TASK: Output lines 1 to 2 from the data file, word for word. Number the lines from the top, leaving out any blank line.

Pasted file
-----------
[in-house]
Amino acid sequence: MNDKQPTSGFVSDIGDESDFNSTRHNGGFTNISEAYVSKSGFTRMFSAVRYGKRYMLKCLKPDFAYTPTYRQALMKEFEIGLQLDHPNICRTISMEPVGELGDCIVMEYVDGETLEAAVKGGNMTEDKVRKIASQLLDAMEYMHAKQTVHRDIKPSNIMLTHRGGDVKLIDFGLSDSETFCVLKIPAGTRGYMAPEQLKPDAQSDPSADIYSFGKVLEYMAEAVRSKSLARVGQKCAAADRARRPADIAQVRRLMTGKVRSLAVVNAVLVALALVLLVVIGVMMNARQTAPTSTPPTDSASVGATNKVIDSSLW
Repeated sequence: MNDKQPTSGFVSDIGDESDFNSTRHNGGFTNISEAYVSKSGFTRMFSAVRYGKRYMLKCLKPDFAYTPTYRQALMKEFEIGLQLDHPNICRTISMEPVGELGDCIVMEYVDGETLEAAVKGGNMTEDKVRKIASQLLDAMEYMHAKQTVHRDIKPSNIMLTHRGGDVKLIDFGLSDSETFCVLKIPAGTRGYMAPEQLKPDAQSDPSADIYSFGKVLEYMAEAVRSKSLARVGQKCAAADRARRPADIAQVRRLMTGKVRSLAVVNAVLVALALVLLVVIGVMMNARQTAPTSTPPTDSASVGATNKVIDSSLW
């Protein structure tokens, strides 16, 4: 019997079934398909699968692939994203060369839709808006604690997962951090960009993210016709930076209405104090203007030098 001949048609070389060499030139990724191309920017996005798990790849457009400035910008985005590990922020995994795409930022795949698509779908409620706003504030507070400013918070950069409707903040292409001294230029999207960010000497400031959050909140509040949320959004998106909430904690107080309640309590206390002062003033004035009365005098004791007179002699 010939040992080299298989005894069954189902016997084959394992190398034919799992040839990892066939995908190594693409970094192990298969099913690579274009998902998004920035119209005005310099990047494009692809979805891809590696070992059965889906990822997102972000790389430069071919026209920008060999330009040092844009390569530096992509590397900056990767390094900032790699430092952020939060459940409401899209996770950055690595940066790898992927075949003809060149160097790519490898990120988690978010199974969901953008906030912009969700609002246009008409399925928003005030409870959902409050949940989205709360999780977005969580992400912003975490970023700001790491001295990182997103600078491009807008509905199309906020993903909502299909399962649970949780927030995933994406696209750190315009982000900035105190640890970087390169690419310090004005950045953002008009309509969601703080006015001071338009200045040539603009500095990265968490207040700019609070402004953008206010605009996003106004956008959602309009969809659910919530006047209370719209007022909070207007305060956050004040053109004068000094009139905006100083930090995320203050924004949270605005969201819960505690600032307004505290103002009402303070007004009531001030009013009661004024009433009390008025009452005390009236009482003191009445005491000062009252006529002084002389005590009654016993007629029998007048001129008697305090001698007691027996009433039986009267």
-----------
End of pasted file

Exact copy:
[in-house]
Amino acid sequence: MNDKQPTSGFVSDIGDESDFNSTRHNGGFTNISEAYVSKSGFTRMFSAVRYGKRYMLKCLKPDFAYTPTYRQALMKEFEIGLQLDHPNICRTISMEPVGELGDCIVMEYVDGETLEAAVKGGNMTEDKVRKIASQLLDAMEYMHAKQTVHRDIKPSNIMLTHRGGDVKLIDFGLSDSETFCVLKIPAGTRGYMAPEQLKPDAQSDPSADIYSFGKVLEYMAEAVRSKSLARVGQKCAAADRARRPADIAQVRRLMTGKVRSLAVVNAVLVALALVLLVVIGVMMNARQTAPTSTPPTDSASVGATNKVIDSSLW